input_key_codes = DEFAULT_INDENT
            open_lock()
            display_to_lcd(None, None, show_input_keycode = True)
        else:
            display_to_lcd("Invalid Keycode!", 2, show_input_keycode = False, duration=1)
            input_key_codes = DEFAULT_INDENT
            display_to_lcd(None, None, show_input_keycode = True)
    else:
        if len(input_key_codes.strip()) == DEFAULT_KEYCODE_LENGTH:
            display_to_lcd("Exceed Limit!!!", 2, show_input_keycode = False, duration=1)
            display_to_lcd(None, None, show_input_keycode = True)
            return
        input_key_codes += str(key)
        print(f"input_key_codes:: {input_key_codes}")
        display_to_lcd(None, None, show_input_keycode = True, duration=0.2)

This validate_keycode calls our REST API Server and processes the response. It handles the error as well.

def validate_keycode(keycode):
    with_error = False
    request_url = f"http://{API_SERVER}/api/keycodes/{keycode.strip()}"
    print(f"Validate using REST API Server :: {request_url}")

    try:
        response = requests.get(request_url, timeout=5)
    except requests.exceptions.RequestException as e:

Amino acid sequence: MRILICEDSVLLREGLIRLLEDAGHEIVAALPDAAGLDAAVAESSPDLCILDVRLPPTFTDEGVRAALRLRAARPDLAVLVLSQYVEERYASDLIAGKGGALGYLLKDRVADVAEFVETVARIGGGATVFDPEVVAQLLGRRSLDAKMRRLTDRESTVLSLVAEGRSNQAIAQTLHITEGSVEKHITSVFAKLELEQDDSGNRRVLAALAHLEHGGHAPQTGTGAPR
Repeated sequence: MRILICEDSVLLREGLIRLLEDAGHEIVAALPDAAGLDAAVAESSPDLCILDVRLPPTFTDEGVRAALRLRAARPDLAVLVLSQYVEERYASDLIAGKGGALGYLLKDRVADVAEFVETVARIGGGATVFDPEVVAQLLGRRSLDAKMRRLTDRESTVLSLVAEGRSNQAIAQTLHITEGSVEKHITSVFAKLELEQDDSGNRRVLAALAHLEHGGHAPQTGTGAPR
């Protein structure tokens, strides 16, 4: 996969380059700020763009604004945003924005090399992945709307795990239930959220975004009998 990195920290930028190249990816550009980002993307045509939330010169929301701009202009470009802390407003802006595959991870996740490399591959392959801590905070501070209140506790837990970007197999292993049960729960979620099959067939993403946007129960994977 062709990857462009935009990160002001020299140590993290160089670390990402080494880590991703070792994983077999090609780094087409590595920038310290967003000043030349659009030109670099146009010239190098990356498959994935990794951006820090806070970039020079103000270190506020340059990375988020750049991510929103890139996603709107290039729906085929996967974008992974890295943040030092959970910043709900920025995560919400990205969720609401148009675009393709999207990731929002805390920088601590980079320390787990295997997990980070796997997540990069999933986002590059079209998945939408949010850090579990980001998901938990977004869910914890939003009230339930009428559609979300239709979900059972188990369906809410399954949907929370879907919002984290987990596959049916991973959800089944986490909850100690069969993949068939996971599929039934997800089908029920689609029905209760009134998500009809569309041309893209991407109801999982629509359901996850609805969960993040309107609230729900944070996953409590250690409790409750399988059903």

print(f"Error encountered calling REST API Server :: {e}")
        display_to_lcd("Server Error!!!", 2, show_input_keycode = False)
        with_error = True
        return with_error, False
    
    json_response = response.json()

    return with_error, json_response['success']

This is the main function of our project and this serves as the entry point of everything. it bootstraps all the necessary drivers for the LCD or the keypad or the servo.

def main():
    print("Starting our RPi Keypad Database Security System..")
    
    display_to_lcd("Initializing..", 1)

    init_keypad_driver()

    display_to_lcd(None, None, show_input_keycode = True)

    print("Press buttons on your keypad. Ctrl+C to exit.")

This function keeps our project running in the background.

if __name__ == "__main__":
    try:
        main()
        while True:
            time.sleep(1)
    except KeyboardInterrupt:
        pass
    finally:
        cleanup()

Wrap Up

We have covered a lot of stuff here but this is a fun project to do. We talk about interfacing with your I2C LCD, Keypad and Servo Motors and also connected with a database from our Raspberry Pi.

I hope you learned something from building this Raspberry Pi Keypad Database Security System. Send me a message or comment if something is not understandable to you.

That’s it! Happy Exploring!

If you like my post then please consider sharing this. Thanks!

Leave a Reply

Your email address will not be published.